The Port of Darwin lease with a Chinese company could be the next target of Australian Foreign Affairs Minister Marise Payne, after tearing up the state of Victoria's Belt and Road contract with China, the country's defense minister Peter Dutton suggested on Sunday.
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Illustration: Tang Tengfei/GT

Noting that the port lease was one of the thousands of cases Payne was examining, he said that “I think it is a question for Marise to look at these individual cases. If it is not in our national interests then obviously she will act.”

Even though Dutton did not directly call for a scrap of the lease deal, his remarks were interpreted by Australian media outlets as sending a signal that the Port of Darwin lease with the Chinese company is in danger.

In response, a spokesperson from China’s Foreign Ministry on Monday expressed hope that Australia could treat China-Australia economic cooperation fairly and stop sabotaging normal business interactions.

While encouraging Chinese enterprises to conduct overseas investment and cooperation in accordance with market principles and international rules and on the basis of abiding by local laws, the Chinese government will resolutely safeguard the legitimate rights and interests of Chinese enterprises investing and operating abroad.

The Northern Territory Government inked a 99-year lease for the Port of Darwin to a Chinese company named Landbridge Group in 2015. If the Morrison government intended to go political and interfere with the port project the Chinese company has been running for years, it would mark a sad and new low in bilateral relations, resulting from a clear escalation of Canberra’s deliberate provocation against Chinese companies.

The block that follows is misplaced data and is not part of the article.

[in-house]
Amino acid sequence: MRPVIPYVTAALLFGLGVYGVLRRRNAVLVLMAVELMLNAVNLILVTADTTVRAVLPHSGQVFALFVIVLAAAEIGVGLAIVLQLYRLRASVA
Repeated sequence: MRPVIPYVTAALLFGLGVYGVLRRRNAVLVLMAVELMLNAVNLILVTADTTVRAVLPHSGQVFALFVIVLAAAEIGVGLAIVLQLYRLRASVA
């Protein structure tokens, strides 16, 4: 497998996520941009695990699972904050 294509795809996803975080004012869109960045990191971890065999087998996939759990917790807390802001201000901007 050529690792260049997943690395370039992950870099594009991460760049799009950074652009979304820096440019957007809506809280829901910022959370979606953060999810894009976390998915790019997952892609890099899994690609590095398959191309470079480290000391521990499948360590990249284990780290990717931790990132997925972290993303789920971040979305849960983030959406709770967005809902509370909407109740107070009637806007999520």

It is no secret that the animosity that Canberra holds towards China is so strong that it has already blocked dozens of investment deals with Chinese companies in recent years. In August 2020, Chinese dairy behemoth Mengniu Dairy was forced to ditch a A$600 million acquisition deal to acquire Australian dairy brand Lion-Dairy & Drinks after Canberra said the business deal was “not in the national interest” of Australia.

If Australia continues to intentionally escalate its hostility by undermining existing cooperative projects involving Chinese companies, it will hurt Chinese investors, but Australian businesses would also suffer greatly.

Moreover, Chinese companies that have been abiding by local laws and contributing to the Australian economy should defend their lawful rights by resorting to laws and demand fair compensation, if they were forced to terminate operation due to political reasons.

In the case of the Port of Darwin lease, Landbridge has made long-term investment plans for the port, including but not limited to an initial $35 million of new investment in the first five years of its lease.

Against the backdrop of the growing anti-China sentiment in Canberra, there are plenty of reasons for us to warn Chinese business entities against the growing uncertainty in Australia. They should heighten their alert there.

Precautions are needed for Chinese companies to seek legal recourse to defend their rights and interests. Meanwhile, relevant Chinese authorities should also offer legal assistance to help Chinese businesses, while a response in kind should also be considered.

Last month, 14 of our dairy farms in Maine, as well as dozens of dairy farms across northern New England, got an unexpected and disappointing notice from Danone of North America saying that they were discontinuing their contracts with our organic dairy farmers in Maine, New Hampshire, Vermont and elsewhere.

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